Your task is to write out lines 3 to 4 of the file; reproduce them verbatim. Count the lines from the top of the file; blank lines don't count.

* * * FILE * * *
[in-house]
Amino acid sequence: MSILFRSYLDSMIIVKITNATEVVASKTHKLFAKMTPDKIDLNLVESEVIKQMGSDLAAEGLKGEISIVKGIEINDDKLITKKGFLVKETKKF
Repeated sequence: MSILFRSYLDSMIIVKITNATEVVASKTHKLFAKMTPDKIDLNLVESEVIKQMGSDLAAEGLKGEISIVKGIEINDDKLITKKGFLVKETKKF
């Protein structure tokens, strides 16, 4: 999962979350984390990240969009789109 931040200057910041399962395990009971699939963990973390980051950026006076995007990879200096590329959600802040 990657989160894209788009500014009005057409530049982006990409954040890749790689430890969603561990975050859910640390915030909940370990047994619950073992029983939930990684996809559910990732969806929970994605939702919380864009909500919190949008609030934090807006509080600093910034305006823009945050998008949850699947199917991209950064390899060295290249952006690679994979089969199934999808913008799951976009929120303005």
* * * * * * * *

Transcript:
Repeated sequence: MSILFRSYLDSMIIVKITNATEVVASKTHKLFAKMTPDKIDLNLVESEVIKQMGSDLAAEGLKGEISIVKGIEINDDKLITKKGFLVKETKKF
């Protein structure tokens, strides 16, 4: 999962979350984390990240969009789109 931040200057910041399962395990009971699939963990973390980051950026006076995007990879200096590329959600802040 990657989160894209788009500014009005057409530049982006990409954040890749790689430890969603561990975050859910640390915030909940370990047994619950073992029983939930990684996809559910990732969806929970994605939702919380864009909500919190949008609030934090807006509080600093910034305006823009945050998008949850699947199917991209950064390899060295290249952006690679994979089969199934999808913008799951976009929120303005």